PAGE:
At a village called Ochiai, the party found lodging in a "cottage" where thousands of silkworms, lying on shelves, were greedily munching mulberry leaves, making a noise exactly like that of a heavy fall of rain.

On July 21, the party started out for Yatsugatake. Route-finding was not straightforward. At Umi-no-kuchi, "we found the most complete ignorance prevailing concerning the roads or even the possibility of ascending the mountain, which could be well seen from part of the village. At last the oldest inhabitant of the village, on being applied to, said that it could be ascended from Umijiri, where a guide could be obtained."

The guide obtained, they went on to overnight at Honzawa, a hot spring house. Atkinson took the chance to apply his chemically expert nose to the waters. They smelled "of sulphuretted hydrogen, though not so strongly as the water of Kusatsu or of Yumoto (Nikko). The temperature was 92.5°F as it entered the tank, though whether it mixes with cold water before entering I could not ascertain."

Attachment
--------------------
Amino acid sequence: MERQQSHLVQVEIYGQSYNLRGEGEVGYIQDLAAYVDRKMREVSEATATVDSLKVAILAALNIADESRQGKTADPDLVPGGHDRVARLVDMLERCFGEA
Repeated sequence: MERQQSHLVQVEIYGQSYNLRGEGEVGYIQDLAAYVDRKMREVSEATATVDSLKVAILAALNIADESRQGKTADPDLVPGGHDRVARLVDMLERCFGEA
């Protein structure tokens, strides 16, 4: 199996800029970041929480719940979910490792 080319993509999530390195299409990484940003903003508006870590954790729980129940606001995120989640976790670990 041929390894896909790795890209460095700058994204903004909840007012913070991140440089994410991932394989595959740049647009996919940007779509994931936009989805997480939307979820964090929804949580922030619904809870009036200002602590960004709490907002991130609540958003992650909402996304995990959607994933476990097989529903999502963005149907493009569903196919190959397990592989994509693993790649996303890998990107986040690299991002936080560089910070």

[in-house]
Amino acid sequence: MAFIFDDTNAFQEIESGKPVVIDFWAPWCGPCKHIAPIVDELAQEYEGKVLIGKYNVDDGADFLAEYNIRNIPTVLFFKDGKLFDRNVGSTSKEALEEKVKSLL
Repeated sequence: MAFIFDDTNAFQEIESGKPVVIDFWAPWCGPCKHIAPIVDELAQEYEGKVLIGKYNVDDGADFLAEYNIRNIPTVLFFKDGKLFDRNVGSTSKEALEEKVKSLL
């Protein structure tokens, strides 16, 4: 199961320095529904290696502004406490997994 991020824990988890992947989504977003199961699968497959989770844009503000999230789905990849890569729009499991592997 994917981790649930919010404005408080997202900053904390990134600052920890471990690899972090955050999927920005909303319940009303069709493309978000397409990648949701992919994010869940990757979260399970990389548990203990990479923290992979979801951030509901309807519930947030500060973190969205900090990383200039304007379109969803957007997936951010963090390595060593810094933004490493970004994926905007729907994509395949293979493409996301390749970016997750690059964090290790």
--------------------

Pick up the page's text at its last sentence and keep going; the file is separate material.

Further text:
Next morning, Atkinson and Nakazawa started out for the mountain at a quarter to eleven - something had delayed their guide. Dixon stayed behind; the rigours of the approach had been too much for him. Climbing towards the shattered volcanic cone of Mikaburi-yama, the party emerged from a tangled and grasping wood into an even more intractable zone of creeping pine. After lunch in a sheltered hollow, they continued along the narrow ridge in the direction of Aka-dake.

The worst piece of climbing was where the branches of the creeping pine hung over the precipice and nobody could be certain of stepping upon and not over the ridge: "This part, I confess, I got over on hands and feet in fear and trembling, sincerely glad that we did not intend returning the same way …"

To be continued